Sorry, Dear Passenger, Somebody Else Got Your Seat

Imagine that you are about to take off on a relaxing vacation abroad or an important business trip. Everything has already been planned and organized, your ticket has been paid for and issued and your suitcases are packed.

You arrive ready, willing and able at your airline's check-in counter, and suddenly, the ground stewardess informs you that she is sorry, but all the seats are taken and you cannot board the flight.

This may sound like a story, but unfortunately, it is a very realistic scenario as a result of a phenomenon called "overbooking."

This happens when airlines book a larger number of passengers than there are seats on the plane in an attempt to minimize financial loss.

A.H., a businessman and frequent flyer on El Al, discovered this the hard way: Along with 50 other people, he was unable to board an El Al flight from New York on Passover eve due to overbooking.

This occurred despite the fact that he was carrying a ticket and arrived at the airport three hours before takeoff, as instructed.

Although he was offered compensation ($400 or a free ticket in return for not suing in the future), A.H. refused the offer and was put on an alternate flight run by Air France.

But he did not make it on time to his family seder.

A.H. submitted a complaint to the Israel Consumer Council. El Al responded that it actually overbooks less than do other airlines, and does so only in cases where passengers might cancel for various reasons without prior notice to the airline.

So that you will not find yourself in this irritating situation, TheMarker has prepared the complete guide to overbooking:

Many companies openly overbook. However, there is no set percentage or number of overbooked tickets per flight. Among other factors, computerized systems take into consideration factors such as the season, school vacations, commercial fairs, cultural events and also the route, as some are more prone to cancelations than others. For example, past experience teaches that flights from Israel to Germany have fewer passengers who fail to show up than do flights to Spain. In some countries, such as Sweden, the percentage of no-shows is so low that the number of overbooked tickets is also very low.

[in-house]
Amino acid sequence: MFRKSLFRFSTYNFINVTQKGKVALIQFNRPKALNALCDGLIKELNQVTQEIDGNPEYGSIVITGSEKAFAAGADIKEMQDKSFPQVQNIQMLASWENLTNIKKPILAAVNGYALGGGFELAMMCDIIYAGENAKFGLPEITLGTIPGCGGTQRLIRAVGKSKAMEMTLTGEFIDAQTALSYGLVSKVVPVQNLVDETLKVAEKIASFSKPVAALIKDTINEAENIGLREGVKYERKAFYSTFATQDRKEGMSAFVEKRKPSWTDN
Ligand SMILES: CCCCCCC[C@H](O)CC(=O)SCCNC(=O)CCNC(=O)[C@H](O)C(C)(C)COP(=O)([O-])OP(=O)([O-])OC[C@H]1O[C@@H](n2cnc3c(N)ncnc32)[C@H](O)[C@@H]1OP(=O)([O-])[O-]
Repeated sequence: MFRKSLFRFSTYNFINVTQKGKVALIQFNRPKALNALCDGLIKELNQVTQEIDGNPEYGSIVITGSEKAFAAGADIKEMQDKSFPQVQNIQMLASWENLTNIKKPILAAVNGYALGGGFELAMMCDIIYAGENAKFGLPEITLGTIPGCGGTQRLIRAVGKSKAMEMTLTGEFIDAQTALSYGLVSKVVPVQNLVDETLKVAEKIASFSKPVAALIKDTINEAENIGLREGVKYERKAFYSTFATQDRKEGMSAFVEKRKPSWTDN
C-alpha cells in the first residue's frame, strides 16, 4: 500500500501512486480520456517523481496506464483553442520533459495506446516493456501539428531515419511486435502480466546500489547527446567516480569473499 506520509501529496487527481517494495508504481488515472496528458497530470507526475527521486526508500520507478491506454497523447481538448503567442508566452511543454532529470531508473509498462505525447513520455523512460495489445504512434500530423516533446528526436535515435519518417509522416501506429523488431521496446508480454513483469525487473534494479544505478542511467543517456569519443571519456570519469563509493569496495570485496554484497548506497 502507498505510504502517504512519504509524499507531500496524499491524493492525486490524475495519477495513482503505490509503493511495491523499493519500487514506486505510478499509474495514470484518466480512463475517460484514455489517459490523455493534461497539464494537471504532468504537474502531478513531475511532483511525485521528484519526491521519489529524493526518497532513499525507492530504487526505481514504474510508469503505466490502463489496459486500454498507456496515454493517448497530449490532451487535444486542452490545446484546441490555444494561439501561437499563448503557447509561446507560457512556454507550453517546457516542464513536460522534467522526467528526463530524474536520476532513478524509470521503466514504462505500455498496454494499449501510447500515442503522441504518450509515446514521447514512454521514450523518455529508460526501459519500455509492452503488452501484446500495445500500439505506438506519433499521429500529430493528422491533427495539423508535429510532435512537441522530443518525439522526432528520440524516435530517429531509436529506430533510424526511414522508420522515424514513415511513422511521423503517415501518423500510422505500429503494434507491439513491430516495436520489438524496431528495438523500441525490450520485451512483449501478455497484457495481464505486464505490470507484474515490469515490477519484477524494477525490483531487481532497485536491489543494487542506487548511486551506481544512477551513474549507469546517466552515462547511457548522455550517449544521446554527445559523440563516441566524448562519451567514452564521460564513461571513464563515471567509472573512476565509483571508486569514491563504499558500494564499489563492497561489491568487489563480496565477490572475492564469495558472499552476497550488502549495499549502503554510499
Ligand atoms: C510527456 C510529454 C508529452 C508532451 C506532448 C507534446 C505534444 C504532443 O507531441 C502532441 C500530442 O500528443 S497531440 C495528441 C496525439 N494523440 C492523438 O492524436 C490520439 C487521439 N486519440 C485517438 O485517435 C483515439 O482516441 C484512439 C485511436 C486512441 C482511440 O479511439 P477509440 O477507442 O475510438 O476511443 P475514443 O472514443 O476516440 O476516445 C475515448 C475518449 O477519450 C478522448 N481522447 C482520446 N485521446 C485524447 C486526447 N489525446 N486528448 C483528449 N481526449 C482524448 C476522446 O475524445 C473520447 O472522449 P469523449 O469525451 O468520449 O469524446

The season also has a significant effect on overbooking. In the summer, for example, the percentage of overbooked seats will be much higher than in the winter, and can range from 2 to 10 percent of the total number of passengers on the flight. According to Robbie Hershkowitz, the CEO of Brussels Airlines in Israel, the reason for that is the Israeli traveler's behavior: "A family that wants to secure its summer trip abroad simultaneously books flights on several different airlines and doesn't always bother canceling the irrelevant reservations, so they continue to appear in the system."

Holiday eves are another time when passengers are likely to fall victim to the overbooking plague, as the businessman's complaint demonstrates. At these times, the enormous demand causes travel agents to pressure airline companies to pack as many people as possible on the plane, even if it is already full. And despite sophisticated statistical forecasting systems, airlines cannot always successfully predict when overbooking will fail and force passengers to remain on the ground. This is due to unforeseen occurrences such as changes in the type of the plane and the total weight it can carry, bad weather, transportation problems and strikes.